West African Societies

Western Europe on the Eve of Exploration

Contact

Competition for a Continent

 

Chapter 2  Transplantation and Adaptation, 1600—1685

The French in North America

The Dutch Overseas Empire

English Settlement in the Chesapeake

The Founding of New England

Competition in the Caribbean

The Restoration Colonies

 

Chapter 3  A Meeting of Cultures

Indians and Europeans

Africans and Europeans

European Laborers in Early America

 

Chapter 4  English Colonies in an Age of Empire 1660s —1763

Economic Development and Imperial Trade in the British Colonies

The Transformation of Culture

The Colonial Political World

Expanding Empires

A Century of Warfare

 

Chapter 5  Imperial Breakdown 1763—1774

The Crisis of Imperial Authority

Republican Ideology and Colonial Protest

The Stamp Act Crisis

The Townshend Crisis

Domestic Divisions

The Final Imperial Crisis

 

Chapter 6  The War for Independence 1774—1783

From Rebellion to War

The Continental Congress Becomes a National Government

The Combatants

The War in the North, 1776—1777

The War Widens, 1778—1781

The War and Society, 1775—1783

The American Victory, 1782—1783

 

Chapter 7  The First Republic 1776—1789

The New Order of Republicanism

Problems at Home

Diplomatic Weaknesses

Toward a New Union

 

Chapter 8  A New Republic and the Rise of Parties 1789 1800

Washington’s America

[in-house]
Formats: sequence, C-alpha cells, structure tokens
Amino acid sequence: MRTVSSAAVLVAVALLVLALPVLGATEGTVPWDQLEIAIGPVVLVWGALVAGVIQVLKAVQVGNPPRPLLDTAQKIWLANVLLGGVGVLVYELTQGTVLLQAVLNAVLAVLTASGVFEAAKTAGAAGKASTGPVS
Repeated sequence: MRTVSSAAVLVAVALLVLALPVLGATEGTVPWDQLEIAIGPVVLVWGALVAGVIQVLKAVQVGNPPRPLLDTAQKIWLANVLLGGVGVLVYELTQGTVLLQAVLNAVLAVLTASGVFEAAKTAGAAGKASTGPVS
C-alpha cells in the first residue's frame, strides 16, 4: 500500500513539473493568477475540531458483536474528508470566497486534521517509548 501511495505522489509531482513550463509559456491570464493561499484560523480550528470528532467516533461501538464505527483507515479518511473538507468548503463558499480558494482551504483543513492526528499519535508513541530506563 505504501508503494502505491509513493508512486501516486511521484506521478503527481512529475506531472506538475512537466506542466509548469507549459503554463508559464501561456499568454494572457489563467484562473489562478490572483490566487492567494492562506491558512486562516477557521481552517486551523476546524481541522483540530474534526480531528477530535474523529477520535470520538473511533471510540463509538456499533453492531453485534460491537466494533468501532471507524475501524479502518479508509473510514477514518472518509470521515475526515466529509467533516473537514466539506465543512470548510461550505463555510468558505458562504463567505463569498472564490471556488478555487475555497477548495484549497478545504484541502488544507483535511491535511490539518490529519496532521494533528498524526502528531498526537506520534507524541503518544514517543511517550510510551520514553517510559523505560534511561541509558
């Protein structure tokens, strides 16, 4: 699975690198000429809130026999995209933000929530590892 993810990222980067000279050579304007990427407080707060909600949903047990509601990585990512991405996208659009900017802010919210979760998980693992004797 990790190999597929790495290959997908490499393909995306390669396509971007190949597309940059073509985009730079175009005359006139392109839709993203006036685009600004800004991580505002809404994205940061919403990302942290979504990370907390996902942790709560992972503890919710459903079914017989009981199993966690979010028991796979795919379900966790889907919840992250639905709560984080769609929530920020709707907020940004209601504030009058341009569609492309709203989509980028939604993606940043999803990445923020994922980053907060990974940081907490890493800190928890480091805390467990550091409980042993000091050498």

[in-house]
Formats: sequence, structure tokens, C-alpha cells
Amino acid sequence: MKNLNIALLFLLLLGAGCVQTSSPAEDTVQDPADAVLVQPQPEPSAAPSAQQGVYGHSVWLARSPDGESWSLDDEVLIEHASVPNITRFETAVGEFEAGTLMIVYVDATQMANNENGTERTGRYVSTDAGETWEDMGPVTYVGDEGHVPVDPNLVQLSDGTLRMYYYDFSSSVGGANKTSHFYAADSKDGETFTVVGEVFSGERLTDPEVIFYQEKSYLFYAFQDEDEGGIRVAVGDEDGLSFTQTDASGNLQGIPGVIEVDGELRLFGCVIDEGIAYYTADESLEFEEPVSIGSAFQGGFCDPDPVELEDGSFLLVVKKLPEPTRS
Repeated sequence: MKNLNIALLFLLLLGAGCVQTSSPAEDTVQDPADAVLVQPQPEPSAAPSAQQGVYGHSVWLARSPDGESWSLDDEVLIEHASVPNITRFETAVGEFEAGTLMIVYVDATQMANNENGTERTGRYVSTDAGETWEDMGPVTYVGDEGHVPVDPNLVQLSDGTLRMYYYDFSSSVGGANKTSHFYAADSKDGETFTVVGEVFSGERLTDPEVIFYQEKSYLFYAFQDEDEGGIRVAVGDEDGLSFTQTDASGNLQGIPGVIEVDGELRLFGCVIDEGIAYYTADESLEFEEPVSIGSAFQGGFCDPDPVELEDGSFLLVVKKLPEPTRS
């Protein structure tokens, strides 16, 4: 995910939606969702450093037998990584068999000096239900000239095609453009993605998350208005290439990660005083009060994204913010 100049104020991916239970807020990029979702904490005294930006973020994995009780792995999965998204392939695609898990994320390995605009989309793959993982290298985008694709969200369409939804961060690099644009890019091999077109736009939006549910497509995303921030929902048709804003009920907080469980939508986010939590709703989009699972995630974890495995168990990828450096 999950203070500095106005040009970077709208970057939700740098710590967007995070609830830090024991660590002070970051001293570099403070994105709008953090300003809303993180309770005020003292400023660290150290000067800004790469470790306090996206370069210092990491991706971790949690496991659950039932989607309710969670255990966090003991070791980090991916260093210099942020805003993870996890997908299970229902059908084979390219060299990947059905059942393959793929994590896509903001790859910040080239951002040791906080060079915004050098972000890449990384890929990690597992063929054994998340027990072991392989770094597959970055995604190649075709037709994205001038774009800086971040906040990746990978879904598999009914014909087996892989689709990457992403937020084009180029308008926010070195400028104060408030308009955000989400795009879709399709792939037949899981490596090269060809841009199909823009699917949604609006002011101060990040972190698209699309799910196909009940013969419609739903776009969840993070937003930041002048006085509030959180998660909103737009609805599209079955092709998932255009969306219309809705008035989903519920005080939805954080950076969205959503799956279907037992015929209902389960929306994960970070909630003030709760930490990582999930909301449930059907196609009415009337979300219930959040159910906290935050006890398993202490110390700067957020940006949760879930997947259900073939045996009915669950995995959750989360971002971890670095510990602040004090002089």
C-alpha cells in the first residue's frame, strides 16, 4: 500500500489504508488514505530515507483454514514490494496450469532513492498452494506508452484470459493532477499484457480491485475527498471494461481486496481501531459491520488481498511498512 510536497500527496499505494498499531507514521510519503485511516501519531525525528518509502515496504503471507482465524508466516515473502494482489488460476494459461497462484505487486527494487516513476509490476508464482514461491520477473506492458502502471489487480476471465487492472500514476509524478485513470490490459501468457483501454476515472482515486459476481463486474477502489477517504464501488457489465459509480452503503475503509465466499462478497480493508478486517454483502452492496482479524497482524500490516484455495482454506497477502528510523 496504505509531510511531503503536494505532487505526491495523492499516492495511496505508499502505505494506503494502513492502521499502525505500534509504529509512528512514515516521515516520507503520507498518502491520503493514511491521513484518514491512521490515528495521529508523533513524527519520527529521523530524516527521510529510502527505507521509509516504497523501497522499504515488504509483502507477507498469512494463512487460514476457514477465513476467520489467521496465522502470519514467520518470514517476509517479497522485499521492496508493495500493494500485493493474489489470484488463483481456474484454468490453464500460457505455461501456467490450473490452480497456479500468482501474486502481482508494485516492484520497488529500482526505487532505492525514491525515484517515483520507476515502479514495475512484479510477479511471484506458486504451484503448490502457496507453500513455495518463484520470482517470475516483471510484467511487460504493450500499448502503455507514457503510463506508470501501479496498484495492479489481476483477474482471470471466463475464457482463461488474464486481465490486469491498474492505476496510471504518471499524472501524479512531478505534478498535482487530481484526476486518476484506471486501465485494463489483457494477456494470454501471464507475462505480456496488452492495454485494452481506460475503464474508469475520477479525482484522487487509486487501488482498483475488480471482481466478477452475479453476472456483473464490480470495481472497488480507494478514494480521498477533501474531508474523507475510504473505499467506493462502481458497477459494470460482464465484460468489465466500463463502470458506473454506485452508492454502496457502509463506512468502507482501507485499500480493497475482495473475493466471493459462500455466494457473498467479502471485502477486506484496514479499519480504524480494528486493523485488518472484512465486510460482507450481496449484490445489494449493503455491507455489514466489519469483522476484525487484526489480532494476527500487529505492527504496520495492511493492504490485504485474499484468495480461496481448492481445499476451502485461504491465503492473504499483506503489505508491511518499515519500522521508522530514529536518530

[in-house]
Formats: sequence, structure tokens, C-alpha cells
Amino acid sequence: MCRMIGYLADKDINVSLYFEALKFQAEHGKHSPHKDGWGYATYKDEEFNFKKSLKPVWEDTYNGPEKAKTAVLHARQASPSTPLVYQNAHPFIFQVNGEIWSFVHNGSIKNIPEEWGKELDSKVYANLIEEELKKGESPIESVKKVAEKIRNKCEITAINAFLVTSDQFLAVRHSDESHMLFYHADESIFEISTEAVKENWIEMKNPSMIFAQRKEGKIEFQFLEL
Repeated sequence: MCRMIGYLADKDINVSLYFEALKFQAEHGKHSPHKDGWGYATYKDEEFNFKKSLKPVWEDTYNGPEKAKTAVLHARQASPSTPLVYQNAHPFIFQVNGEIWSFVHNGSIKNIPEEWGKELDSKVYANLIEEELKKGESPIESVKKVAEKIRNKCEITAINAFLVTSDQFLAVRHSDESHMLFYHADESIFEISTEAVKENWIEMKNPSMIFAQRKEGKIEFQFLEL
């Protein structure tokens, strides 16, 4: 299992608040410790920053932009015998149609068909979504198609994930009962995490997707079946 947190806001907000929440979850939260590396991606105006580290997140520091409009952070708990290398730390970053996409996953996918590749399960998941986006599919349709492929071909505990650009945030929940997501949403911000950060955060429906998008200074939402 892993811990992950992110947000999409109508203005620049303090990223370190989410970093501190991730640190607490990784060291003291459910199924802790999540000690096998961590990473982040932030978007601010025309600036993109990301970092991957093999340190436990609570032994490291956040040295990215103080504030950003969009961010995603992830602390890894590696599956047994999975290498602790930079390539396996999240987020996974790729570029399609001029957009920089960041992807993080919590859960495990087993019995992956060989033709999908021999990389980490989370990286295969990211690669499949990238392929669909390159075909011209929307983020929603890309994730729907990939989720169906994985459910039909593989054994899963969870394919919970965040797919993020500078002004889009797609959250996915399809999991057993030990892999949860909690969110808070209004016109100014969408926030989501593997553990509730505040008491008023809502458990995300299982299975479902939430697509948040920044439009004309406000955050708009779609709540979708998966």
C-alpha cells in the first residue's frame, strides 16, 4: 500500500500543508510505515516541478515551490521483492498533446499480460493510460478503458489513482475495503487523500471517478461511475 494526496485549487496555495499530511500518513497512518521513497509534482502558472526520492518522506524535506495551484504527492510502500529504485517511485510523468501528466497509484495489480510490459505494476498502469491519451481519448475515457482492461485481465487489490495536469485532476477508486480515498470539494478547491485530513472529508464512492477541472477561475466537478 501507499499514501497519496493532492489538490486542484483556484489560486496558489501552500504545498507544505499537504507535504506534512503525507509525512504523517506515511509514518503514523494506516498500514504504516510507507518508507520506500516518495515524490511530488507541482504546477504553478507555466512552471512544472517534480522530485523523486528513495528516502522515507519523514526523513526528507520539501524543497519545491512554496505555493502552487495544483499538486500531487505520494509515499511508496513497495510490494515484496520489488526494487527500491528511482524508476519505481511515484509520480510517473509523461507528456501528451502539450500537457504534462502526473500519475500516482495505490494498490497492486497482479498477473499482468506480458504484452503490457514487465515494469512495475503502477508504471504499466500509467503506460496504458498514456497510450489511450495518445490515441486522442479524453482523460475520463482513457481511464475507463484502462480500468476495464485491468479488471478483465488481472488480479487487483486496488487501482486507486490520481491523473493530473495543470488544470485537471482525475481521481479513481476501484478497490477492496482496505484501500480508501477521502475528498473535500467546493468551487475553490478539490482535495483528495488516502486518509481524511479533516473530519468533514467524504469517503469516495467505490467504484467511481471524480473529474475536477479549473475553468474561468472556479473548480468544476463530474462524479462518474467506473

Forging a New Government

The Emergence of Parties

The Last Federalist Administration

 

Chapter 9   The Triumph and Collapse of Jeffersonian Republicanism

            1800—1824

 Jefferson’s Presidency

Madison and the Coming of War

The War of 1812

The Era of Good Feelings

The Breakdown of Unity

 

Chapter 10  The Jacksonian Era 1824—1845

The Egalitarian Impulse

Jackson’s Presidency

Van Buren and Hard Times

The Rise of the Whig Party

The Whigs in Power

 

Chapter 11 Slavery and the Old South 1800—1860

The Lower South

The Upper South

Slave Life and Culture

Free Society

The Proslavery Argument

 

Chapter 12  The Market Revolution and Social Reform 1815 1850

Industrial Change and Urbanization

Reform and Moral Order

Institutions and Social Improvement

Abolitionism and Women’s Rights

 

Chapter 13 The Way West 1815 —1850

The Agricultural Frontier

The Frontier of the Plains Indians

The Mexican Borderlands

Politics, Expansion, and War

 

Chapter 14 The Politics of Sectionalism 1846—1861

Slavery in the Territories

Political Realignment

The Road to Disunion

 

Chapter 15 Battle Cries and Freedom Songs the Civil War 1861—1865

Mobilization, North and South

The Early War, 1861—1862

Turning Points, 1862—1863

The War Transforms the North

The Confederacy Disintegrates

The Union Prevails, 1864—1865

 

Chapter 16   Reconstruction 1865—1877

White Southerners and the Ghosts of the Confederacy, 1865

More Than Freedom: African American Aspirations in 1865

Federal Reconstruction, 1865—1870

Counter-Reconstruction, 1870—1874

Redemption, 1874—1877